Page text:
4th May 2017
Jessica Lynn: The New Queen Of Country Rock
Ramblin’ Man’s Malcolm Dome meets the AC/DC-loving successor to Shania Twain…
Although Jessica Lynn will be a new name for many, she has already crammed a lot into her 27 years. Born in Brooklyn, not only is she a graduate in education studies (and has a masters degree as well), but began playing live in her teens after starting her first band.
She was signed in 2014 to Round Hill Music, one of Nashville’s pre-eminent publishing companies. And last year the single Not Your Woman and a self-titled EP were both released.
On the live front, Jessica has played with the likes of Trace Adkins, Shenandoah and Loretta Lynn (no relation, while she has appeared in two TV specials so far, 2014’s Jessica Lynn: This Much Fun – Live From The Winery At St. George and the following year’s Jessica Lynn – Takin’ Over Live At The Paramount.
Now she and her band – lead guitarist Steve Sterlacci (her husband), rhythm guitarist Steven Wright-Mark, pedal steel guitarist Bob Riedel, bassist Peter Calamera (her father), vocalist Victoria Calamera (her mother), drummer Joshua Carruthers and percussionist Matthew Bauer – are coming over to play on the Outlaw Country Stage at Ramblin’ Man. So, what can expect from one of America’s most potent new musical forces? The delightful lady herself tells us.
You are a self-taught musician on the guitar and drums, aren’t you? How tough was it to learn these instruments?
Well, I started out playing piano, and even had some lessons when was very young. But my parents stopped sending me to the teacher, because all this person wanted to do was play me songs they had written, and my father and mother felt I wasn’t learning anything. So, I picked up on the guitar and drums. What I wanted to do was learn as many instruments as I possibly could, because I thought it would help be as a songwriter, and it has also made it a lot easier to communicate about music with my band.
I actually learnt the drums by playing along to Green Day’s American Idiot album; I got a great grounding on drumming from there. But I am also lucky that I seem to have this natural ability to pick up an instrument and play it. I can also play the harmonica and the recorder; I can play the theme from the movie Titanic on the recorder. My band are always teasing me about this. But I have never done it live… at least not yet.
Who are your biggest influences as a songwriter?
There are so many, from all sorts of areas of music. Not just from country. These would include the Beach Boys, Richard Marx, Barry Manilow, No Doubt, Neil Diamond, AC/DC, The Beatles and Shania Twain. It’s because I draw from such a wide variety of people that I have my own style. I don’t think I sound like anyone else.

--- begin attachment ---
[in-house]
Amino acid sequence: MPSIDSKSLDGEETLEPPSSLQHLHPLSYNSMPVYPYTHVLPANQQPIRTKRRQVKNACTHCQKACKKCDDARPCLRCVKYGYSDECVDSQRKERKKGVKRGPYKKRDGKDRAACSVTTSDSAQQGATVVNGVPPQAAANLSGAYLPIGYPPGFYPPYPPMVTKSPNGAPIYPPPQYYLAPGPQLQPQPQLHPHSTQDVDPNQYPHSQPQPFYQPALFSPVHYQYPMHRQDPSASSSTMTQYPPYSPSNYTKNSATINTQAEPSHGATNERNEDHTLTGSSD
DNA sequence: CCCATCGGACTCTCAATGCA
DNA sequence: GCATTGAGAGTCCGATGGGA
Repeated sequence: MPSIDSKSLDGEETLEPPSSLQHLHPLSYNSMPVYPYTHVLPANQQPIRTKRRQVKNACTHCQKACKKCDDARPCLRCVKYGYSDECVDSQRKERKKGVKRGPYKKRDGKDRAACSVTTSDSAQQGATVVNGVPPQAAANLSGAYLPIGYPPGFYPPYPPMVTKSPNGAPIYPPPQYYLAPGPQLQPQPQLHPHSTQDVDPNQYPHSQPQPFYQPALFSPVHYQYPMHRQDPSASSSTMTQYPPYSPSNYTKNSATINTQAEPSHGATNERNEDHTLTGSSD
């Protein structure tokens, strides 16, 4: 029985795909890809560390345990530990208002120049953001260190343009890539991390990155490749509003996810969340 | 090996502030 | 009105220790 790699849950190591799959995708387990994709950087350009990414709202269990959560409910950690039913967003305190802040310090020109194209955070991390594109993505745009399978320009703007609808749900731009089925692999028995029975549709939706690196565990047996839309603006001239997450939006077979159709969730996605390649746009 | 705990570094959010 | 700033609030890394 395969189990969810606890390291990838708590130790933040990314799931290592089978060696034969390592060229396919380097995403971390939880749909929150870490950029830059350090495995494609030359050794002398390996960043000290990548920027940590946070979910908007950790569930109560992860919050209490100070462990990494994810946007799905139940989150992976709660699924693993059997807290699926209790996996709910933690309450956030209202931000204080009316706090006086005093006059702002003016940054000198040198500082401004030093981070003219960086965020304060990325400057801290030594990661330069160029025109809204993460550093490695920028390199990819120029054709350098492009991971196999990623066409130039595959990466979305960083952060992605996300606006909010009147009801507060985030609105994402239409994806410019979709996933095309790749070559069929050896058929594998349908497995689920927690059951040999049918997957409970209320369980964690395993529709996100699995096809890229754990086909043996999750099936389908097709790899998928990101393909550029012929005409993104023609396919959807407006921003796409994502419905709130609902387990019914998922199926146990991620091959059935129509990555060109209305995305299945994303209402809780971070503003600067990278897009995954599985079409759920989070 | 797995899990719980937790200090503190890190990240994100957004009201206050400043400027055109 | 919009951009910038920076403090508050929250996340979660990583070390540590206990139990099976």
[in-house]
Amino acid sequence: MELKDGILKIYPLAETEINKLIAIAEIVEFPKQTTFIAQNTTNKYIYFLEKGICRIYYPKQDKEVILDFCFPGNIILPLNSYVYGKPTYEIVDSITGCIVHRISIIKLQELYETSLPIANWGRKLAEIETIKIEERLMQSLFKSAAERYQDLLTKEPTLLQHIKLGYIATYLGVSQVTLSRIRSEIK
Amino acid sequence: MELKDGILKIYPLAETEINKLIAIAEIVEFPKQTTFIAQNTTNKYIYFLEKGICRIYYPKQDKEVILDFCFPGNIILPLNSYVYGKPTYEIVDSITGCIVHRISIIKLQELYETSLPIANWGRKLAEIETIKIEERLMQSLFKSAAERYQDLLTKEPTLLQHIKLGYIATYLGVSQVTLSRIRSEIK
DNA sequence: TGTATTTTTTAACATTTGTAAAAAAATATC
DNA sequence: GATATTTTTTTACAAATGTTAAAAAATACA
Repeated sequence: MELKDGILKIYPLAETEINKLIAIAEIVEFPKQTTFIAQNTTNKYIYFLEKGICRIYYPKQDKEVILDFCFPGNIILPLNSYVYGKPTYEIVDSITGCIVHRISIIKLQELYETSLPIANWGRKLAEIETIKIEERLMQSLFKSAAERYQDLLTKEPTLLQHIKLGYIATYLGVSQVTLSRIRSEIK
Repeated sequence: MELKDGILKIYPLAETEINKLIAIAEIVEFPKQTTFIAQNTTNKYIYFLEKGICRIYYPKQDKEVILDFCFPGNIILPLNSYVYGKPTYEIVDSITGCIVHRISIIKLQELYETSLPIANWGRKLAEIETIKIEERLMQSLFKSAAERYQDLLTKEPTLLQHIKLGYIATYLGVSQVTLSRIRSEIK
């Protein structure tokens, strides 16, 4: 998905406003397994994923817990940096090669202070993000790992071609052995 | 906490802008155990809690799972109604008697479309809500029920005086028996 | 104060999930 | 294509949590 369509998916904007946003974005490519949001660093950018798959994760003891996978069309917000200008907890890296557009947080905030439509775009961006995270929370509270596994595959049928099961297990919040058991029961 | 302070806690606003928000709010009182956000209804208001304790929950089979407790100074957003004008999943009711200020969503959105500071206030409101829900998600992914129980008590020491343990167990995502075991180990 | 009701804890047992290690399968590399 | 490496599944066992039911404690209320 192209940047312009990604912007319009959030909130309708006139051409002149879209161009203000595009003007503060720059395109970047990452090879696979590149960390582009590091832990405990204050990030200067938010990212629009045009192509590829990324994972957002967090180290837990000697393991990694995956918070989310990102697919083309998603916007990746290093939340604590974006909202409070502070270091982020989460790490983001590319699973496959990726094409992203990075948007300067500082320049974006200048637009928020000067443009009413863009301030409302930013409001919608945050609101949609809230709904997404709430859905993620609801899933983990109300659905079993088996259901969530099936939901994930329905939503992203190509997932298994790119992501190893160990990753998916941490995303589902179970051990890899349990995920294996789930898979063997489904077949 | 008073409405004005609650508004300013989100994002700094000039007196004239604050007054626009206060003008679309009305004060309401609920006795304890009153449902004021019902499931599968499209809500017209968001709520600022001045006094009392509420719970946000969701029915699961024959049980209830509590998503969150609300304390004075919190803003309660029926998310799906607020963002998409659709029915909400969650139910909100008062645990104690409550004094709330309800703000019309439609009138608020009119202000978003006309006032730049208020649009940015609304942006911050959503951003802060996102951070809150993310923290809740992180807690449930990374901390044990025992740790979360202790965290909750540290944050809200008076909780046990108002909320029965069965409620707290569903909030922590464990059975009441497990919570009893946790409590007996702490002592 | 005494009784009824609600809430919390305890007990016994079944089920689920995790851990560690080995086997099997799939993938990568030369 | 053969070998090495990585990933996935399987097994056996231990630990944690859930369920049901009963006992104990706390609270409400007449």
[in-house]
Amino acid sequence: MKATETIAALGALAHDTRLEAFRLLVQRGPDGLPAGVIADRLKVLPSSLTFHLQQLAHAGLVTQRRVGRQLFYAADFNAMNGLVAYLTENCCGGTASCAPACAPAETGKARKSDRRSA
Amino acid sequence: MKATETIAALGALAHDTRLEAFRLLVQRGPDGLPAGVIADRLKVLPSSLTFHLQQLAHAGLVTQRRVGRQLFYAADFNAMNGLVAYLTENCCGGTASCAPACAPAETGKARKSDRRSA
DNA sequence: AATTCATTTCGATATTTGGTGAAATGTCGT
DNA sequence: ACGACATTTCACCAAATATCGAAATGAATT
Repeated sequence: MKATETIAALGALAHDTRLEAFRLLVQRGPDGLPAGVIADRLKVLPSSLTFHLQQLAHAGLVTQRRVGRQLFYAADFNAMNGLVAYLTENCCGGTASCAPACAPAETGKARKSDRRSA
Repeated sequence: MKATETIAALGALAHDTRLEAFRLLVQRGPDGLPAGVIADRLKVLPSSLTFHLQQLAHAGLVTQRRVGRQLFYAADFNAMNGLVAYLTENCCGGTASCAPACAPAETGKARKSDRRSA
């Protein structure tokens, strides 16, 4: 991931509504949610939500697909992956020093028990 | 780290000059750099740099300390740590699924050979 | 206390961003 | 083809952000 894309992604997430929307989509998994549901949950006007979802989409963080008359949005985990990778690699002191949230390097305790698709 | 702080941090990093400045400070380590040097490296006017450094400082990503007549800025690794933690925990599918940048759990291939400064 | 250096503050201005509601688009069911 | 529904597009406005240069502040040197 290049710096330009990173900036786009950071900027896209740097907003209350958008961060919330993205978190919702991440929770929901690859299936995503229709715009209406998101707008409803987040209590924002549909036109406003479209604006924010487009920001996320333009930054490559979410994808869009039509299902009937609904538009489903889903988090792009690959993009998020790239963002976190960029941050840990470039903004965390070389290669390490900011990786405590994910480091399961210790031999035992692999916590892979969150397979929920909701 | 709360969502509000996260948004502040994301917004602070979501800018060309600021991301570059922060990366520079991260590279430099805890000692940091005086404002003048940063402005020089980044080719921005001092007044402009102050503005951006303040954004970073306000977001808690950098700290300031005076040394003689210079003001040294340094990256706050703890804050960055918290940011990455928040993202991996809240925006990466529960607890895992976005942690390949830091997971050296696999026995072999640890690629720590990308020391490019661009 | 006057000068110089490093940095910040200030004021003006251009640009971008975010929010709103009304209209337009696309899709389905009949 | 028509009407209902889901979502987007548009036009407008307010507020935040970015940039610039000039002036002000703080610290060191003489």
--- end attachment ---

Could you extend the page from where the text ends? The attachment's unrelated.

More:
What about as a musician?
My influences tend to be from songwriters, rather than musicians themselves. My band members all have their own heroes, of course. But I go for the lyrics and the melodies before anything else.
I tend to like older music as well. That’s why I have Beach Boys CDs and also records from someone like Frankie Valli. I don’t think artists today have the same impact as those from the past. One reason is because when you listen to, say, a Neil Diamond album, you can hear everything he’s singing, because it is so real. Now, you can manipulate things in the studio so much what you hear isn’t accurately representing the talent of the person concerned.
You have two education-related degrees. Did you ever consider a career as a teacher or lecturer?
“Well, I had to teach as part of my course, and I have also some substitute teaching. But I am so busy now there just isn’t the time to do something like that. But I love working with kids. They are so full of life. My degree is related to mathematics, which surprises people, because they immediately think I must be a geek, ha, ha!
You wrote a song in your teens called Your Favorite Stranger about Alzheimer’s Disease. What made you write about such a difficult subject at such a young age?
I wrote that song when I was 16 years old. It came from a personal experience. My family knew a couple, and the husband had it. But the wife never stopped caring for him, or loving him. And seeing the love they had for each other, even though he was being robbed of his memories by the disease, inspired the song. After I had written this, I played it for my dad, and he sobbed, so I knew I had really tapped into what he was feeling. I have never done that live as Jessica Lynn. But I am thinking of putting it into my repertoire. Who know, maybe I will do it at Ramblin’ Man.
You’ve done a couple of TV specials. How did these happen for you at such a young age?
Well, I don’t come from a rich background. Nor do I have an uncle who runs a major record label. So, I didn’t have any help in my early days. My dad, before he joined my band and also became my manager, was a new age composer and got his big break by having his own PBS show.